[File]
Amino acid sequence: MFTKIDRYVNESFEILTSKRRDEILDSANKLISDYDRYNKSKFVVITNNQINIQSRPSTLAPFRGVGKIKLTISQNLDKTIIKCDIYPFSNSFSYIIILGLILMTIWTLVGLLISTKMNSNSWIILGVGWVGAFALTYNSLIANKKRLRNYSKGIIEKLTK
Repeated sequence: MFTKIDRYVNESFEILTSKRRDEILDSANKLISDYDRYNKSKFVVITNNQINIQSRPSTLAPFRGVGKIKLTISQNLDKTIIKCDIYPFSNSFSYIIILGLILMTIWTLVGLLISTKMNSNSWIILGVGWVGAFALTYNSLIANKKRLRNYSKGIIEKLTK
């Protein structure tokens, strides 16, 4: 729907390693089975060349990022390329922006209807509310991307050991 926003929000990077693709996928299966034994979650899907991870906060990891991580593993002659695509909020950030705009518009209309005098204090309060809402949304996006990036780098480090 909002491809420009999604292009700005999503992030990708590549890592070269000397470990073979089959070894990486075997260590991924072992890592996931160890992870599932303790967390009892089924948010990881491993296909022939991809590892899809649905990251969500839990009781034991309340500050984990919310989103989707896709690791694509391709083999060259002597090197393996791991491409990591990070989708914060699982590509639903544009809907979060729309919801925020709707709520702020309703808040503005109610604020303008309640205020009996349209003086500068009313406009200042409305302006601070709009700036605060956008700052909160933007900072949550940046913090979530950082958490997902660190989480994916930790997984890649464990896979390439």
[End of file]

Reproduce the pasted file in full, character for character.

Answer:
Amino acid sequence: MFTKIDRYVNESFEILTSKRRDEILDSANKLISDYDRYNKSKFVVITNNQINIQSRPSTLAPFRGVGKIKLTISQNLDKTIIKCDIYPFSNSFSYIIILGLILMTIWTLVGLLISTKMNSNSWIILGVGWVGAFALTYNSLIANKKRLRNYSKGIIEKLTK
Repeated sequence: MFTKIDRYVNESFEILTSKRRDEILDSANKLISDYDRYNKSKFVVITNNQINIQSRPSTLAPFRGVGKIKLTISQNLDKTIIKCDIYPFSNSFSYIIILGLILMTIWTLVGLLISTKMNSNSWIILGVGWVGAFALTYNSLIANKKRLRNYSKGIIEKLTK
């Protein structure tokens, strides 16, 4: 729907390693089975060349990022390329922006209807509310991307050991 926003929000990077693709996928299966034994979650899907991870906060990891991580593993002659695509909020950030705009518009209309005098204090309060809402949304996006990036780098480090 909002491809420009999604292009700005999503992030990708590549890592070269000397470990073979089959070894990486075997260590991924072992890592996931160890992870599932303790967390009892089924948010990881491993296909022939991809590892899809649905990251969500839990009781034991309340500050984990919310989103989707896709690791694509391709083999060259002597090197393996791991491409990591990070989708914060699982590509639903544009809907979060729309919801925020709707709520702020309703808040503005109610604020303008309640205020009996349209003086500068009313406009200042409305302006601070709009700036605060956008700052909160933007900072949550940046913090979530950082958490997902660190989480994916930790997984890649464990896979390439």